Potholes have been causing major damage and stress to drivers all over the country for years and years. They come in all shapes and sizes, and can cause different types of damages.
These structural failures happen when the road fails to support the traffic on top of it. During the winter, snow, rain, and salt, seep through the pavement. This creates a wearing away in the foundation. As the seasons change, the ground freezes, then defrosts again. When water freezes, it expands. This expansion, expands the pavement, and as vehicles drive over it, it cracks and shifts.
Potholes can cause serious injury. Swerving to avoid a pothole can cause more damage than slowing down to hit it. But hitting a pothole straight on, at full speed can cause your entire tire to come off. If you do hit a pothole it is important to immediately check your vehicle for any visible damage, which may need to be addressed immediately.
The Damages that Potholes Can Cause:
Your aluminum-based rims are already prone to damage and dents. If you hit a deep pothole at a significant speed, it is likely that your rim will be bent as a result of that. You can take your vehicle to a professional tire shop, to have the damages assessed.
Your car’s suspension is actually there to absorb impact, such as hitting a pothole, but there is only so much the suspension system can do. Damage to the suspension can cause your steering wheel to be misaligned, your car pulls away from you in one direction, weird noises, etc. The suspension can be realigned by a professional mechanic, because it is not always easy to identify the exact problem.
Tire puncture and damage
Damage from a pothole can result in needing to have your entre tire replaced, depending on the severity. A sidewall bulge or separated tread are examples of severe damage that would need immediate attention. To minimize the damage your tires could have when driving over a pothole, be sure to always keep your tires inflated properly.
Exhaust system damage
Your exhaust system is underneath your car, and hitting a pothole can cause some major damage to it. It is possible to hear strange noises and even complete shut off of the vehicle, if it is punctured. A hole in an exhaust pipe can also cause a leak that can allow fumes into you vehicle, and make you super sick.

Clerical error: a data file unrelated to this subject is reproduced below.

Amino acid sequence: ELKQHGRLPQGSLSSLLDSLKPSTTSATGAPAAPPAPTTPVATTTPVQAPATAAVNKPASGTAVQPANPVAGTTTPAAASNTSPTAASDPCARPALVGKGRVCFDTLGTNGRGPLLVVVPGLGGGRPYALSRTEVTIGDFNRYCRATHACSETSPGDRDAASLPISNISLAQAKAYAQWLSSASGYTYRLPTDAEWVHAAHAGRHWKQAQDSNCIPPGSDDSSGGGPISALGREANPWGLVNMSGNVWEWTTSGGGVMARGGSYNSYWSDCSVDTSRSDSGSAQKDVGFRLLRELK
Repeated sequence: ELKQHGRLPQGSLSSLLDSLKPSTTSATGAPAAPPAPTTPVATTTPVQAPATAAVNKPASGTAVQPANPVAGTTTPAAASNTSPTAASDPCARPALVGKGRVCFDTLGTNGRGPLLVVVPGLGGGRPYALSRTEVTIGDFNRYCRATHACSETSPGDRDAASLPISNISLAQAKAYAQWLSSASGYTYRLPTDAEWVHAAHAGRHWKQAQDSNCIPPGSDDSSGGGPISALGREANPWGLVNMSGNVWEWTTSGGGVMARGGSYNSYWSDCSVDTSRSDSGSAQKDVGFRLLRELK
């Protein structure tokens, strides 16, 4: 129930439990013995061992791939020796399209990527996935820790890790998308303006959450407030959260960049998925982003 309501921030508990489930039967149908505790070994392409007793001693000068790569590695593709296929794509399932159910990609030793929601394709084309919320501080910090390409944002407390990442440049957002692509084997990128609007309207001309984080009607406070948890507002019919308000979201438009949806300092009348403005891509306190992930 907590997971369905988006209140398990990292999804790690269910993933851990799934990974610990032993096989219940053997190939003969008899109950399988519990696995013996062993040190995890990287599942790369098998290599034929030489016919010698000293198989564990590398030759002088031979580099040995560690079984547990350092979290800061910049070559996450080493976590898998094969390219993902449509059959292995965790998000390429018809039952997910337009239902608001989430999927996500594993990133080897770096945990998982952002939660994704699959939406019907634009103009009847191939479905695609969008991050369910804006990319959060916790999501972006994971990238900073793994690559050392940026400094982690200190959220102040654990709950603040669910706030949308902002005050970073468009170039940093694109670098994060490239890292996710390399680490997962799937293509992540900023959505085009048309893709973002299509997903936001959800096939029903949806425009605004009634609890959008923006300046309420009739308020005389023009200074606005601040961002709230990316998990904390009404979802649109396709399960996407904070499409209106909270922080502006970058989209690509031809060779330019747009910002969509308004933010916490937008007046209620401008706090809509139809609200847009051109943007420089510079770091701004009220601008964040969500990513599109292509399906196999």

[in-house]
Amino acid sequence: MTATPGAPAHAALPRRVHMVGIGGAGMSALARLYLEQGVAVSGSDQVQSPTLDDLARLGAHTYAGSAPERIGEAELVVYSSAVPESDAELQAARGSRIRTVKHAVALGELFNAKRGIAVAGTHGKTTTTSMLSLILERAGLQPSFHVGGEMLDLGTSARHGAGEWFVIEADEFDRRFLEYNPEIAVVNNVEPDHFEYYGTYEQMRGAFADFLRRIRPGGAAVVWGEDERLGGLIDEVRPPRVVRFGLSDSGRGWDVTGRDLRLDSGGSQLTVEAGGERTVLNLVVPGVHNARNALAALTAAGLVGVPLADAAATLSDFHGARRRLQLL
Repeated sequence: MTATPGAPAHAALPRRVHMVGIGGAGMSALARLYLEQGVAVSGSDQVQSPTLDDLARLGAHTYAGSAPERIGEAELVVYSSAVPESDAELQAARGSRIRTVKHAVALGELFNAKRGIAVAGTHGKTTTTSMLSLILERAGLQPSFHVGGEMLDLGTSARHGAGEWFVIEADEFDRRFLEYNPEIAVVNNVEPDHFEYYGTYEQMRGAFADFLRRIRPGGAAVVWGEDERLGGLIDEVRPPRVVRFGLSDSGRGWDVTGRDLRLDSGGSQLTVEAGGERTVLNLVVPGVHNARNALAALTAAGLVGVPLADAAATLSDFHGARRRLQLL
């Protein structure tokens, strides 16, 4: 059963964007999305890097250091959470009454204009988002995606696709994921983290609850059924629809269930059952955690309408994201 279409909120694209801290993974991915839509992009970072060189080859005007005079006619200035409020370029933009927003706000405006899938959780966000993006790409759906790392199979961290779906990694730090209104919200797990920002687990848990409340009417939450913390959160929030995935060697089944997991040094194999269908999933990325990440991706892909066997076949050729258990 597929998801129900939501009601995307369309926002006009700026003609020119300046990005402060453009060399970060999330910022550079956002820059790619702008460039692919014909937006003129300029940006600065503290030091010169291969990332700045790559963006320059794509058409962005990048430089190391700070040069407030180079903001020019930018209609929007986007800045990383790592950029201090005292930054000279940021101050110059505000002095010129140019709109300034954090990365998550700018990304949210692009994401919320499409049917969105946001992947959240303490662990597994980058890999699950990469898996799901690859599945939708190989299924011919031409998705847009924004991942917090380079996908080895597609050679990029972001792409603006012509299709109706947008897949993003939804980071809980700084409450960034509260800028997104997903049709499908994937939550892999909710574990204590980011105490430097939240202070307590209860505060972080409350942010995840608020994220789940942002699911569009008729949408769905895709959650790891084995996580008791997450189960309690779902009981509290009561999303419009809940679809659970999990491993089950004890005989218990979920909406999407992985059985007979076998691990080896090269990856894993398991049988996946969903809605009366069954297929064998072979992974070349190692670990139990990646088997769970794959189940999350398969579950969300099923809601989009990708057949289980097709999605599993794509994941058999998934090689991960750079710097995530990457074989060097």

If you drive a sports car, or your vehicle’s bumper sits lower than most cars, you will likely have bumper damage if you hit a pothole. This damage is usually cosmetic in nature, so your vehicle is still drivable. The damage can cause a few scrapes, the worst case scenario, is that it causes the entire bumper to come off. That really depends on how hard you hit the pothole, how fast you were driving, and how deep the pothole was.
Living with Potholes
Potholes are such a big deal, that they have become a topic for politicians to discuss at their rallies. Politicians and government officials are in charge of the public’s safety at all times. Potholes make the roads unsafe. On average, Americans spend $3 billion a year to fix their vehicles after coming into contact with a pothole. Therefore, it is up to you to make sure that yourself and your vehicle in safe driving condition. Make sure that your tires have the appropriate amounts of air in them. Always leave a good distance between your vehicle, and the one in front of you. And when driving in inclement weather, always be sure to drive slower than the speed limit, and use your bright lights if necessary.
Your local city clerk’s office or the office of the secretary of state, may be able to help you get some money back for your damages. Typically, you’d find and fill out a damage claim form, get a few written estimates from professional mechanics or receipt of the repair, and file a police report. You would then send all of these documents in to the office of the clerk/claim’s department. This is a long process, and can take some months to be sorted out. That’s why it might be best to get the damages repaired on your own first, if you can, then send the city a bill to reimburse you for it.
Also, check with your insurance company, to see if pothole damage is covered under your policy. Some insurance companies will cover any damage incurred by hitting an object. If you choose not to file a claim with the city, your insurance company is your next best bet to get your damage paid for. Generally speaking, insurance companies don’t usually cover damage to tires, but if your bumper is severely damaged and so is your tire due to the pothole, then the tire damage would most likely be covered.